Mortgage war: rates slashed as banks fight for borrowers
Published 26/10/2016 | 02:30
A new front has opened up in the mortgage price war, with KBC Bank cutting variable and fixed rates.
The new rates will apply to both new and existing customers, and will see some paying as little as 2.9pc.
It comes as a new mortgage bill is being debated in an Oireachtas Committee, and after variable rates barely fell in the last year.
KBC is cutting rates by between 0.1pc and 0.6pc in a move that raises the competitive stakes in the mortgage market, the Irish Independent has learned.
Existing customers will be able to get the same lower rates based on the equity they have in their homes.
The bank has been criticised in the past for restricting some rate cuts to new customers only.
The lender is not cutting its standard variable rate, which is 4.25pc.
But new borrowers, switchers and existing customers are being offered lower rates based on the value of the property in relation to the amount borrowed on it. This signals that KBC is moving away from offering different rates to new and existing customers.
The interest rate new and existing buyers get will depend on how large their deposit is, or how much equity they have in the home.
The bank said the changes would mean an existing customer with a €250,000 mortgage, with a loan-to-value of between 80pc and 90pc, could get a rate of 3.5pc.
If this customer opted for the one-year fixed rate of 2.9pc, repayments would fall by €170 a month. The new 2.9pc fixed rate for a year was the lowest in the market, KBC said.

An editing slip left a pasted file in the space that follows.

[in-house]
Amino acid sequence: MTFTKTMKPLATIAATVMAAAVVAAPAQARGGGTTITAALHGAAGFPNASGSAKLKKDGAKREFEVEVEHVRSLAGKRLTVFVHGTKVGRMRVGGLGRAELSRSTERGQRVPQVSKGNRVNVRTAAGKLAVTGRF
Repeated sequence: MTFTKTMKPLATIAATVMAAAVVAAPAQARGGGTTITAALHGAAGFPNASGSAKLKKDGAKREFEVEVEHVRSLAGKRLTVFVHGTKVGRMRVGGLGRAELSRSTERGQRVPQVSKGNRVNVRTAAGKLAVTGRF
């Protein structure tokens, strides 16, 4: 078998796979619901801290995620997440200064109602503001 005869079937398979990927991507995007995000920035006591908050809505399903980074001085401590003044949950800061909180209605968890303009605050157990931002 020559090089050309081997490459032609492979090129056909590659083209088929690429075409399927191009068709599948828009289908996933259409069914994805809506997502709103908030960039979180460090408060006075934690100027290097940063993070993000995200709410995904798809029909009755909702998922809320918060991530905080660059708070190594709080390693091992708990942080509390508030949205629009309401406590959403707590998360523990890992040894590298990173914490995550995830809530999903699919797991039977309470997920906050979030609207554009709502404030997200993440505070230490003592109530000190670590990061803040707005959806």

It applies to those with loan-to-value of less than 90pc.
This is down from 4.25pc at present and will shave close to €100 a month off repayments.
Homeowners will have to submit a valuation from a valuer approved by the bank, and the lower rates include an extra discount for using the bank's current account.
The bank's variable rate for those with a loan-to-value of between 80pc and 90pc is coming down by 0.15pc to 3.5pc for new and existing customers.
New customer rates are coming down from next Tuesday, with existing customers of the bank able to apply for lower rates from December 1.
The latest move by KBC is expected to apply strong competitive pressure to larger rivals AIB and Bank of Ireland, while it will also force Ulster Bank and Permanent tsb to re-examine their rates.
About 300,000 homeowners are on variable rates, which are around 1.5pc higher here than in other eurozone countries.
KBC cut its rates for new and existing borrowers in May.
Eddie Dillon, director of product with the bank, said the bank wanted to reward loyalty by cutting rates for established customers.
"We are acknowledging and rewarding the loyalty of our existing customers while giving both home buyers and switchers a really compelling reason to move to KBC."
The bank has also opened up an offer of €2,000 towards professional fees to first-time buyers, switchers and movers. Up to now it applied only to switchers.
It has also extended its deal for 50pc off home-insurance costs for the first year until the end of this year.
KBC announced a new limited offer with the lowest personal loan rate of any bank on the market of over €10,000 at 6.3pc APR. This new personal loans rate is available until December 15 2016.
Variable rates have come down by 0.3pc to an average of 3.47pc in the past year, according to Central Bank figures.
But over the past two years variable rates have come down by more than 1pc, according to Brendan Burgess of the Fair Mortgage Rates Campaign, which has been calling for rate cuts over that period.
Bank of Ireland has not cut its variable rate, but it has produced a new range of lower fixed rates.
Mr Burgess said: "Bank of Ireland has not cut its variable rates, so many of its customers are still paying 4.5pc.
"Permanent tsb has not cut its SVR (standard variable rate), so many of its customers are still paying 4.5pc.
"Most lenders have cut mortgage rates, but only by a fraction more than their counterparts in other eurozone countries."
Investec Bank analyst Owen Callan said there was scope for banks to cut rates even further.